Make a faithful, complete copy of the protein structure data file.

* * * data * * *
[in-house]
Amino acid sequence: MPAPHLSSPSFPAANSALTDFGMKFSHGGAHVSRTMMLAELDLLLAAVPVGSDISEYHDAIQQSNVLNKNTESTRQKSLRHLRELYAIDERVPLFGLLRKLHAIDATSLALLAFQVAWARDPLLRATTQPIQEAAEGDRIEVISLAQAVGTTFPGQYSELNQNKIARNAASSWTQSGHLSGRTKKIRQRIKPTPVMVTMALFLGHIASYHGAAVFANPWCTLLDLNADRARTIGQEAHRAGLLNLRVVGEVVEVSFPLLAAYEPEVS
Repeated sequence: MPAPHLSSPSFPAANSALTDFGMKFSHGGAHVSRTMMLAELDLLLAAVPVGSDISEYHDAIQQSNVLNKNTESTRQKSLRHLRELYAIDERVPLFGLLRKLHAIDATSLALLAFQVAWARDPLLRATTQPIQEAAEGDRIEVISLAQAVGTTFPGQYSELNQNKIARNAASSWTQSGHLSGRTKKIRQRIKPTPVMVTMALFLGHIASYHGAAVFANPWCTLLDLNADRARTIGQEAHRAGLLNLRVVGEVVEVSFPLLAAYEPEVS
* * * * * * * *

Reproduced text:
[in-house]
Amino acid sequence: MPAPHLSSPSFPAANSALTDFGMKFSHGGAHVSRTMMLAELDLLLAAVPVGSDISEYHDAIQQSNVLNKNTESTRQKSLRHLRELYAIDERVPLFGLLRKLHAIDATSLALLAFQVAWARDPLLRATTQPIQEAAEGDRIEVISLAQAVGTTFPGQYSELNQNKIARNAASSWTQSGHLSGRTKKIRQRIKPTPVMVTMALFLGHIASYHGAAVFANPWCTLLDLNADRARTIGQEAHRAGLLNLRVVGEVVEVSFPLLAAYEPEVS
Repeated sequence: MPAPHLSSPSFPAANSALTDFGMKFSHGGAHVSRTMMLAELDLLLAAVPVGSDISEYHDAIQQSNVLNKNTESTRQKSLRHLRELYAIDERVPLFGLLRKLHAIDATSLALLAFQVAWARDPLLRATTQPIQEAAEGDRIEVISLAQAVGTTFPGQYSELNQNKIARNAASSWTQSGHLSGRTKKIRQRIKPTPVMVTMALFLGHIASYHGAAVFANPWCTLLDLNADRARTIGQEAHRAGLLNLRVVGEVVEVSFPLLAAYEPEVS